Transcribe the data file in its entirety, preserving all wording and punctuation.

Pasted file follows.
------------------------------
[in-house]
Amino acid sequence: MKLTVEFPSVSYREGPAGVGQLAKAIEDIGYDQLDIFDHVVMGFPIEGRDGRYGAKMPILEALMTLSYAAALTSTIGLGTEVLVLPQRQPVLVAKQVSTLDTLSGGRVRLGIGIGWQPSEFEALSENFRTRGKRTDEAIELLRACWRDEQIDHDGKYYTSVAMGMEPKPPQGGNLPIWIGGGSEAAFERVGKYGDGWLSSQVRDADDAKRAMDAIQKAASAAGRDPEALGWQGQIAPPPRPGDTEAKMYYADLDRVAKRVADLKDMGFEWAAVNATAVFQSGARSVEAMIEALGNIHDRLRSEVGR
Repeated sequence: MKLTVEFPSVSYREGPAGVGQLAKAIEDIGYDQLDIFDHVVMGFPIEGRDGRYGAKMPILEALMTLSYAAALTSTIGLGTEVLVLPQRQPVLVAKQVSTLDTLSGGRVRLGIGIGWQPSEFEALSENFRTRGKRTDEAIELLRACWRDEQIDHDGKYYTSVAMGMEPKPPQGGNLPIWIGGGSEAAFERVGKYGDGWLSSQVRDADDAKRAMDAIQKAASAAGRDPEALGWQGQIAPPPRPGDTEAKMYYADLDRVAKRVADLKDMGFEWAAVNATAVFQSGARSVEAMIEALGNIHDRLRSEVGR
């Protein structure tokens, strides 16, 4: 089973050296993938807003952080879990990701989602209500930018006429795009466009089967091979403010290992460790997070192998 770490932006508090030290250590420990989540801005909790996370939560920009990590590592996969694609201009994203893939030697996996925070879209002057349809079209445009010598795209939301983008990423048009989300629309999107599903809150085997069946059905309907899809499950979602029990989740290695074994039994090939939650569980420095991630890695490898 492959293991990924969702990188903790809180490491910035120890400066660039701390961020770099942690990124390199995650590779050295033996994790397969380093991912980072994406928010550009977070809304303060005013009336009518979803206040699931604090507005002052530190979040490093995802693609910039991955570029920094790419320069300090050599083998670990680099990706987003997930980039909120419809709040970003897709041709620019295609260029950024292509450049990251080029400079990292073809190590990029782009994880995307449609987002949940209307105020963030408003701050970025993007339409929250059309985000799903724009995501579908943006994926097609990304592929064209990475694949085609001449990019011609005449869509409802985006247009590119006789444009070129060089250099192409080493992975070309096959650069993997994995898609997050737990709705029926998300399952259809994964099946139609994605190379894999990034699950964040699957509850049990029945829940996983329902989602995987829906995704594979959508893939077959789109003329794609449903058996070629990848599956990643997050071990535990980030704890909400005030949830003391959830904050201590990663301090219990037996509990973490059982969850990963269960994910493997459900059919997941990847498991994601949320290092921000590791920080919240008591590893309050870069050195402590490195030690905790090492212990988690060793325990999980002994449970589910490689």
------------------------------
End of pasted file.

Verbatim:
[in-house]
Amino acid sequence: MKLTVEFPSVSYREGPAGVGQLAKAIEDIGYDQLDIFDHVVMGFPIEGRDGRYGAKMPILEALMTLSYAAALTSTIGLGTEVLVLPQRQPVLVAKQVSTLDTLSGGRVRLGIGIGWQPSEFEALSENFRTRGKRTDEAIELLRACWRDEQIDHDGKYYTSVAMGMEPKPPQGGNLPIWIGGGSEAAFERVGKYGDGWLSSQVRDADDAKRAMDAIQKAASAAGRDPEALGWQGQIAPPPRPGDTEAKMYYADLDRVAKRVADLKDMGFEWAAVNATAVFQSGARSVEAMIEALGNIHDRLRSEVGR
Repeated sequence: MKLTVEFPSVSYREGPAGVGQLAKAIEDIGYDQLDIFDHVVMGFPIEGRDGRYGAKMPILEALMTLSYAAALTSTIGLGTEVLVLPQRQPVLVAKQVSTLDTLSGGRVRLGIGIGWQPSEFEALSENFRTRGKRTDEAIELLRACWRDEQIDHDGKYYTSVAMGMEPKPPQGGNLPIWIGGGSEAAFERVGKYGDGWLSSQVRDADDAKRAMDAIQKAASAAGRDPEALGWQGQIAPPPRPGDTEAKMYYADLDRVAKRVADLKDMGFEWAAVNATAVFQSGARSVEAMIEALGNIHDRLRSEVGR
């Protein structure tokens, strides 16, 4: 089973050296993938807003952080879990990701989602209500930018006429795009466009089967091979403010290992460790997070192998 770490932006508090030290250590420990989540801005909790996370939560920009990590590592996969694609201009994203893939030697996996925070879209002057349809079209445009010598795209939301983008990423048009989300629309999107599903809150085997069946059905309907899809499950979602029990989740290695074994039994090939939650569980420095991630890695490898 492959293991990924969702990188903790809180490491910035120890400066660039701390961020770099942690990124390199995650590779050295033996994790397969380093991912980072994406928010550009977070809304303060005013009336009518979803206040699931604090507005002052530190979040490093995802693609910039991955570029920094790419320069300090050599083998670990680099990706987003997930980039909120419809709040970003897709041709620019295609260029950024292509450049990251080029400079990292073809190590990029782009994880995307449609987002949940209307105020963030408003701050970025993007339409929250059309985000799903724009995501579908943006994926097609990304592929064209990475694949085609001449990019011609005449869509409802985006247009590119006789444009070129060089250099192409080493992975070309096959650069993997994995898609997050737990709705029926998300399952259809994964099946139609994605190379894999990034699950964040699957509850049990029945829940996983329902989602995987829906995704594979959508893939077959789109003329794609449903058996070629990848599956990643997050071990535990980030704890909400005030949830003391959830904050201590990663301090219990037996509990973490059982969850990963269960994910493997459900059919997941990847498991994601949320290092921000590791920080919240008591590893309050870069050195402590490195030690905790090492212990988690060793325990999980002994449970589910490689």